Declined to Answer

February 7, 1908


During his speech at Cooper Union in New York, Secretary of War William H. Taft “respectfully declines” answering a question regarding the Brownsville affray.


Secretary of War William H. Taft spoke at Cooper Union, New York Friday January 10, 1908 and invited questions for anyone who cared to send them. Any person in the audience after the address had been concluded was permitted to ask the speaker any question germane to the subject under discussion. Secretary Taft declined to answer it. Here is a copy of that part of the stenographic report: Secretary Taft-- I understand that when you permit one to come before you and discuss a subject that the questions that are to be addressed to him are upon that subject. The Chairman--Yes; they are pertinent to that subject. Secretary Taft--That is one of the rules of the game? The Chairman--That is one of the rules of the game. Secretary Taft--Now, I only want to illustrate what I think to be one hardly according to the rules of the game. (Reading) “Mr. Chairman: In the name of 30,00 Negro voters of this State I ask you, Mr. Secretary, if you endorse the President’s position in his wholesale discharge of companies C and D in the Brownsville affray, and, if so, are you willing as a candidate for the presidency and as a lawyer to stake your political and legal fortunes upon the accuracy of that position.” “Now, this is a speech that I delivered in Ohio in August I have given a reason why I don’t think it proper for me to discuss a matter which came before the President and before me officially, and which is now pending before the Senate Committee on Military Affairs. The Committee has not voted, the evidence has not all been taken, there has been no discussion in the Senate. The question could not properly arise either for the President to act upon or for me to act upon until that Committee has finished its labors and made its report, and such action as the Senate sees fit shall be taken. Therefore, I must respectfully decline to answer that question. (Applause). I answer it with all respect, but I do not think it is germane to the subject-matter.” The Chairman-- It is not. Secretary Taft--And there is another reason I have explained why I ought not to take it up. If any colored man in the United States can find any consolation in the above utterances, we should like very much to have him render a reason for the faith that is in him. We are fair enough to say that Secretary Taft is not a political devil with horns and that he may not be an inimical to our rights and our interests as he is painted to be by some people, but he is far from the standard set for men of his character and attainments and he has too much of the politician in his anatomy to occupy the pedestal of a statesman.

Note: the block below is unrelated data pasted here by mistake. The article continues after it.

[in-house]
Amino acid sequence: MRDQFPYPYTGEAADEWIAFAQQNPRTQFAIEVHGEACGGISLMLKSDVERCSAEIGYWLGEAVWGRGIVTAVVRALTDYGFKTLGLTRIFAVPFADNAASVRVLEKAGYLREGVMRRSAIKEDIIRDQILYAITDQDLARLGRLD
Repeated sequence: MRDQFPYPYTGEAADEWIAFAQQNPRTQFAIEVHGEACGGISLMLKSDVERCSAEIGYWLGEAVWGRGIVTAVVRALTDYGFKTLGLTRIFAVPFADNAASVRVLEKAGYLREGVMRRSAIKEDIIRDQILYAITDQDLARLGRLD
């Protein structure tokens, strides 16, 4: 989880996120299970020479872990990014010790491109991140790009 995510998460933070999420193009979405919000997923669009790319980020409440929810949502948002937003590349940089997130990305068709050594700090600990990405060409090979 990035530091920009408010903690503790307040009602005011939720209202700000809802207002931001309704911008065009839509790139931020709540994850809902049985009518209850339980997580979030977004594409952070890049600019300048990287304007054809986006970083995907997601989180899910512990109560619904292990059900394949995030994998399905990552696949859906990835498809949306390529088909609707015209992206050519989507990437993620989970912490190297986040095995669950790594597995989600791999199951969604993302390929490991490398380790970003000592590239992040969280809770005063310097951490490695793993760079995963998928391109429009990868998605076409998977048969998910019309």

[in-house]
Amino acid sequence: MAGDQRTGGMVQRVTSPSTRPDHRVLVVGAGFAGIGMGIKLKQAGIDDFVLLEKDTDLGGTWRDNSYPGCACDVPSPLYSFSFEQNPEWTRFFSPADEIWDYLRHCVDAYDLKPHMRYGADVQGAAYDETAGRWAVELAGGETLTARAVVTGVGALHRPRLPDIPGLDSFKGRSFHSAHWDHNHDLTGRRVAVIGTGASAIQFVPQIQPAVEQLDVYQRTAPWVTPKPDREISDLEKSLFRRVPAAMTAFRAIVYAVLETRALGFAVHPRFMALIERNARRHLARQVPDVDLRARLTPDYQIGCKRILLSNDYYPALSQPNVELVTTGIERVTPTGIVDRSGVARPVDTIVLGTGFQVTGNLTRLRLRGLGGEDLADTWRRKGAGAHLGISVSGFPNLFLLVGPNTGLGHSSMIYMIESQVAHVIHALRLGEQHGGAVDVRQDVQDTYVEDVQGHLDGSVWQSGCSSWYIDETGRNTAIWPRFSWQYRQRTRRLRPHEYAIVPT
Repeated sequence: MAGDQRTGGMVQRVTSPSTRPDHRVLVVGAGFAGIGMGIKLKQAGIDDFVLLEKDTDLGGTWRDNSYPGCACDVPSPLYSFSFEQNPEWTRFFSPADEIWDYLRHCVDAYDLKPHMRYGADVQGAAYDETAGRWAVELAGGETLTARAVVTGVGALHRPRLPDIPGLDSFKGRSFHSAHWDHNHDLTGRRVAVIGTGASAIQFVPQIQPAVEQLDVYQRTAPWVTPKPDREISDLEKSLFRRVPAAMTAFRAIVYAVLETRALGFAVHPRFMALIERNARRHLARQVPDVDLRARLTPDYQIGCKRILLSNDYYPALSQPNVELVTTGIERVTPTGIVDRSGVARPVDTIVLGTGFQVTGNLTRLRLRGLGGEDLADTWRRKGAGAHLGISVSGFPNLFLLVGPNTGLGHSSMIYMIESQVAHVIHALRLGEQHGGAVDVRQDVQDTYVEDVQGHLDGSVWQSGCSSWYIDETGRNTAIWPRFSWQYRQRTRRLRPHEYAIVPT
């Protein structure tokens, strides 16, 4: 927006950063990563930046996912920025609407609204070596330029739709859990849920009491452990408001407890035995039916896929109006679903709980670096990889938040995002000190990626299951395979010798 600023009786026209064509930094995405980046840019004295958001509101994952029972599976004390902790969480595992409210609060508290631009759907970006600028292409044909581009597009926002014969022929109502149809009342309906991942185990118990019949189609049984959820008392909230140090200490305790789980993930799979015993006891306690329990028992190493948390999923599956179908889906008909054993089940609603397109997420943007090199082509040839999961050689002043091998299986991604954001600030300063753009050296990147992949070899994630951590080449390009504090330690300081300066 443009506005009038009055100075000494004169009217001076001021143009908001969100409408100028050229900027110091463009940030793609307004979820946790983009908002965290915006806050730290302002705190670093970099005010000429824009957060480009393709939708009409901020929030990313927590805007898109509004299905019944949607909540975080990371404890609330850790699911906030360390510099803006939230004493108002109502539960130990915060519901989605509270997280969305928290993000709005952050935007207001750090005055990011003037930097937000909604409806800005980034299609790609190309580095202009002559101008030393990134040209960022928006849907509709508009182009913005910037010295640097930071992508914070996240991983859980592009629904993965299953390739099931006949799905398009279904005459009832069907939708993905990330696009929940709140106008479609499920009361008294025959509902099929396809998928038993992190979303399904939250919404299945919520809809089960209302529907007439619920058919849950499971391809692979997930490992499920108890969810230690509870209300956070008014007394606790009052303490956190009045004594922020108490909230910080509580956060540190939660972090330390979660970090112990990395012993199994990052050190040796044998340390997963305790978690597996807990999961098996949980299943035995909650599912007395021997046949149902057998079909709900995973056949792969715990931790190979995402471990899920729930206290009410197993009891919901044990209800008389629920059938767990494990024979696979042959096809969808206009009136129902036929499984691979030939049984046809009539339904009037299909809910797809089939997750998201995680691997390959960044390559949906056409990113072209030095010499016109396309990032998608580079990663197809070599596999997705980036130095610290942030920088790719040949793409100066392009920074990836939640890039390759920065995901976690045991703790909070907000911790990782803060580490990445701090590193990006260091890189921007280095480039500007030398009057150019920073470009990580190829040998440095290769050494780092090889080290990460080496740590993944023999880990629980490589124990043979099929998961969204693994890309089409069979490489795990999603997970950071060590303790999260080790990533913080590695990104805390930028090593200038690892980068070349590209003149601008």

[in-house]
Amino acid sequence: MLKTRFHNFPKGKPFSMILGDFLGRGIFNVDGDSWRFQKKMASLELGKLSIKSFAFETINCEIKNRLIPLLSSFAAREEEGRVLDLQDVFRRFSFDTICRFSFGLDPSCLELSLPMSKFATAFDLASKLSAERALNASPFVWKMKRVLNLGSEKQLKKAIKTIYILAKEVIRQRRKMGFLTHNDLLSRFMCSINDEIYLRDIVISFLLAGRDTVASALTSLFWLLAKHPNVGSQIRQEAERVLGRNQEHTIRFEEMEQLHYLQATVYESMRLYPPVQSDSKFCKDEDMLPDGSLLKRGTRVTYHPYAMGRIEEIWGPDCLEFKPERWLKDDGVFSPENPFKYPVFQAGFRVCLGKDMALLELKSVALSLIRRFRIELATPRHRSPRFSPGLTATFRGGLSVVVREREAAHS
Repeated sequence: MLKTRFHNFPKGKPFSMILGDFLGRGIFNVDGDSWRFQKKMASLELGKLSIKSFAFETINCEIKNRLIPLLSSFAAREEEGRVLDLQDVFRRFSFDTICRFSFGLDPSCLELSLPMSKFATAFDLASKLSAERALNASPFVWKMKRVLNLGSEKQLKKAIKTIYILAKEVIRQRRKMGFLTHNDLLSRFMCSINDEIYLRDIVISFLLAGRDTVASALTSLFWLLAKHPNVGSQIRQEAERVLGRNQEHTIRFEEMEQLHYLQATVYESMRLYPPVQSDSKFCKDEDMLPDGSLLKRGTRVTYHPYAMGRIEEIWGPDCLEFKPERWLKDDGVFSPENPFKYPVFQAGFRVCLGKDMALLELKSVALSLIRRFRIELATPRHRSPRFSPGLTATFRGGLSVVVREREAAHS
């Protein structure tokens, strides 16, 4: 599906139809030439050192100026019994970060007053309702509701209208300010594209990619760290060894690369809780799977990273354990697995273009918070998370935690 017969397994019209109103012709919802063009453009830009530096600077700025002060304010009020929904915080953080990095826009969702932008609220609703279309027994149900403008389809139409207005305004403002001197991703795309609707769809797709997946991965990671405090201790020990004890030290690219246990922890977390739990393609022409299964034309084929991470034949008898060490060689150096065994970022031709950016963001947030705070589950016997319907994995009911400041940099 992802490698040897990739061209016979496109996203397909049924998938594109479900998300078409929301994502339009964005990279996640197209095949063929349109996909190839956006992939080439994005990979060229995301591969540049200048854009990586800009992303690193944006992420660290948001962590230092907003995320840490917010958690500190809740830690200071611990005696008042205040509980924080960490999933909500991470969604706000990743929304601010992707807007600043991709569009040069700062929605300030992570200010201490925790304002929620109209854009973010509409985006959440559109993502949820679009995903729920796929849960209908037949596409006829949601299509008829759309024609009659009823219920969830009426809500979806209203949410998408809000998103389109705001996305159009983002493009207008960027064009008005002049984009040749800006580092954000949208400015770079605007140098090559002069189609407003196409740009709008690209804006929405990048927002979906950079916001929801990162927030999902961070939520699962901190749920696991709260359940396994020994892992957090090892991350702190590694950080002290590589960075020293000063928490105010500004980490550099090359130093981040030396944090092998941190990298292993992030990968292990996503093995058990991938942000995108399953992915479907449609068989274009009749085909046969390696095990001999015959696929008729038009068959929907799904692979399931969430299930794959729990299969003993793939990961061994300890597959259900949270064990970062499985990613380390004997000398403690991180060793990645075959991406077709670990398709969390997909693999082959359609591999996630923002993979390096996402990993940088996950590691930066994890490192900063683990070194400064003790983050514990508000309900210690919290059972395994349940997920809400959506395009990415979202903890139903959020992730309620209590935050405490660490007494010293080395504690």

Hon. William J. Bryan has endorsed many of the policies and platitudes of Hon. Theodore Roosevelt, but we have not as yet seen where he has ever endorsed his action in punishing 167 loyal soldiers of color by driving them from the army upon evidence which was not sufficient to justify the conviction of a Negro with in the lawless confines of Texas. Secretary Taft need not answer the question, but somebody will answer it before next November or “there’ll be news to carry to Hannah” when the ballots are counted in the doubtful states., Colored folks are in the humor to vote for the Devil himself, rather than for his lieutenant in this campaign.
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Emma Alvarez


“Declined to Answer,” Black Virginia: The Richmond Planet, 1894-1909, accessed March 22, 2023,